The dish of drunken crab roe is artfully prepared. The male is in season in October, while female becomes flavor in November. Provided to China Daily
It's worth shelling out to bring Yangzhou's 'slender ladies' out of the shadows, writes Matt Hodges.
I was still trying to resolve my feelings about the three hairy crabs I'd eaten for lunch - ridiculously rich and sumptuous, yes, but a questionable return on investment given all the cracking and digging involved - when we arrived at the Slender West Lake.
Just as the thin-shelled crabs compete with their more reputable but bulkier cousins from Yangcheng Lake in the same province, so this enchanting waterway in Jiangsu's Yangzhou struggles to poach foreign tourists from the bigger and more famous West Lake in Hangzhou.
But as I stood on its banks, admiring the visual poetry of the weeping willows stroking the water, as well as the assortment of arched bridges and pagodas, many built centuries ago by wealthy salt merchants in honor of their benefactors, the area's selling points became suddenly obvious.
In a crab shell: There was no one there. And when I say no one, I mean there were tiny smatterings of tourists, put in the context of a city, Yangzhou, with a population of almost 5 million people. Even though it was a Wednesday in fall - the city hits its tourism peak in late April, when its indigenous Qiong flower paints the city white for several weeks - the lake was deserted.
In contrast, the West Lake saw a million visitors pitch up over the recent National Day holiday, which for me pretty much defeats the object of going.
There was also a precious sense of intimacy and romance that is lacking in Hangzhou. Such charms were highlighted by the scene of a young couple canoodling at sunset against a white pagoda with crescent-shaped arches. They were in a world apart.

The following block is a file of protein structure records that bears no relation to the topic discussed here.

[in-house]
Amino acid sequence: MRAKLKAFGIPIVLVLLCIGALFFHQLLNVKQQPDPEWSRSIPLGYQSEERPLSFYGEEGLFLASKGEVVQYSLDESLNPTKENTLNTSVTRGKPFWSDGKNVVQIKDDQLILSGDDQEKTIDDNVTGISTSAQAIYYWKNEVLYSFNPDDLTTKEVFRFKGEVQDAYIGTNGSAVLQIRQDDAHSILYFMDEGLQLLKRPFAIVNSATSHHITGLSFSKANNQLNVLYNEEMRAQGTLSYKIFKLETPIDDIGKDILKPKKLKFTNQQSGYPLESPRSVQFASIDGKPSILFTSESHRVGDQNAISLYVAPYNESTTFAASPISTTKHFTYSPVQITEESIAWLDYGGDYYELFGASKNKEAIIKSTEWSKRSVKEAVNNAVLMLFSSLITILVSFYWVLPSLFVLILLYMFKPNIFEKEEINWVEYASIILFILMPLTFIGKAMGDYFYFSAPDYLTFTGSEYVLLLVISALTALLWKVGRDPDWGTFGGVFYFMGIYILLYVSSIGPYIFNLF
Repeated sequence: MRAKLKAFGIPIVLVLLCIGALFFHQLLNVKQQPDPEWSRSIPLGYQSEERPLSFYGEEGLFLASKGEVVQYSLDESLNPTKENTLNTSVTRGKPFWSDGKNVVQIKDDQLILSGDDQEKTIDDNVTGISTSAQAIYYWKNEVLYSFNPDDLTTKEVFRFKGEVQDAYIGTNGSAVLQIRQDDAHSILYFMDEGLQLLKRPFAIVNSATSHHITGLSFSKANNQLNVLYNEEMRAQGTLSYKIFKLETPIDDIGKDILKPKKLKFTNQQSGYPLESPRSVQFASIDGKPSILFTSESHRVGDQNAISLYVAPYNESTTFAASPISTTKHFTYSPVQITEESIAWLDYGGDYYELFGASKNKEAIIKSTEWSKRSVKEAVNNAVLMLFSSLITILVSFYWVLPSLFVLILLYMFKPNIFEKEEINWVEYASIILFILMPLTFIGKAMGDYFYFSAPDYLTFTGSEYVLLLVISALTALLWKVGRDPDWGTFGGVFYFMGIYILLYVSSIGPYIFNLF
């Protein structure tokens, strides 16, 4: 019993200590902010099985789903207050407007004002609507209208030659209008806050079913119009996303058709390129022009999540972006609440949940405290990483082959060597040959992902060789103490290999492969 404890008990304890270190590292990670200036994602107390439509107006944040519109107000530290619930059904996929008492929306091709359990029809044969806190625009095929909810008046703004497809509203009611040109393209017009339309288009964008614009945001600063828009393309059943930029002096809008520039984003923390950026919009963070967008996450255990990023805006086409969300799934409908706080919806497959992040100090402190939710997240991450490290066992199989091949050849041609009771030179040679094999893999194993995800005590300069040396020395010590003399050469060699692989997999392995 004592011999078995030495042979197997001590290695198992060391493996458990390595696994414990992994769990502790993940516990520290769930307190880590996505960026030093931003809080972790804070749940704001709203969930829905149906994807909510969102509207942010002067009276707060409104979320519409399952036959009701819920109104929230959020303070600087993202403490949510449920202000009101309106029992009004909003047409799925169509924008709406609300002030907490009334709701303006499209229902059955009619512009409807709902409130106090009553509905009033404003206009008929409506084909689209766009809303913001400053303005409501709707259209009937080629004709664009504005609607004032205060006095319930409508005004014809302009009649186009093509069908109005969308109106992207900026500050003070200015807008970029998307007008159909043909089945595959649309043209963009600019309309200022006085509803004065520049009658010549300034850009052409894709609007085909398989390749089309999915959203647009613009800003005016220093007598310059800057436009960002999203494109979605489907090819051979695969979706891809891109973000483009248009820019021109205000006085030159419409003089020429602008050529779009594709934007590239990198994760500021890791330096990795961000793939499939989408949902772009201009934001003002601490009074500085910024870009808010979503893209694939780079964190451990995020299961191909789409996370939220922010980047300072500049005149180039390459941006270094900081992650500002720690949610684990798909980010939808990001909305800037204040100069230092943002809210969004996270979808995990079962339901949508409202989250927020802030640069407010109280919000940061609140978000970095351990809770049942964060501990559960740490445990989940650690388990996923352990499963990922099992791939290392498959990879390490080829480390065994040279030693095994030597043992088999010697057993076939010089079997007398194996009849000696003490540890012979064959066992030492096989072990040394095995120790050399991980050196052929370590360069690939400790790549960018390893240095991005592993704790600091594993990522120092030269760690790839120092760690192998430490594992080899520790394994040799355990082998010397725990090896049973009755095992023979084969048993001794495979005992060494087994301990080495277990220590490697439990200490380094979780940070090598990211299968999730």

Even the rickshaw drivers refused to be distracted from sunbathing atop their cabs and leafing through the day's news as I passed by, despite the lure of my imaginary tourist dollars.
But the locals can be a fairly gregarious bunch when you get past the language barrier, and they seem happy to spend time explaining esoteric jokes that people in Shanghai might not have the patience for when confronted with an ignorant foreigner.
"West Lake and Slender West Lake have different styles and scenery," one rickshaw driver told me, preferring not to disclose his name. "We often say we got Zhao Feiyan, but [Hangzhou] had to settle for Yang Guifei [Yang Yuhuan]."
He was referring to two of the fabled four beauties of ancient China. Yang, an imperial consort during the Tang Dynasty (AD 618-907), was known for her plump beauty. Zhao, an empress during the Han Dynasty (206 BC-AD 220), was praised for her slender build. Both were imperial concubines.
As these images of lakes and women danced in my mind, my thoughts drifted over to a pair of peacocks nearby that were tethered to an old bridal swing. The tackiness grated with the natural beauty of the surroundings, but it was pretty much the only blemish - that and some unsightly construction work on one of the embankments.
We had been invited to this green-belt city in southern Jiangsu under the pretext of tasting its peculiar variant of hairy, or "mitten" crab, a local delicacy that sets hearts racing around the Yangzte River Delta from mid-August to December. The real reason was to decide if the city justifies a spot on the regional tourist circuit.
Verdict: Yes, if you want romance, privacy, Suzhou-style gardens and a Hangzhou-lite ambience - but without the sometimes overwhelming traffic and crowds.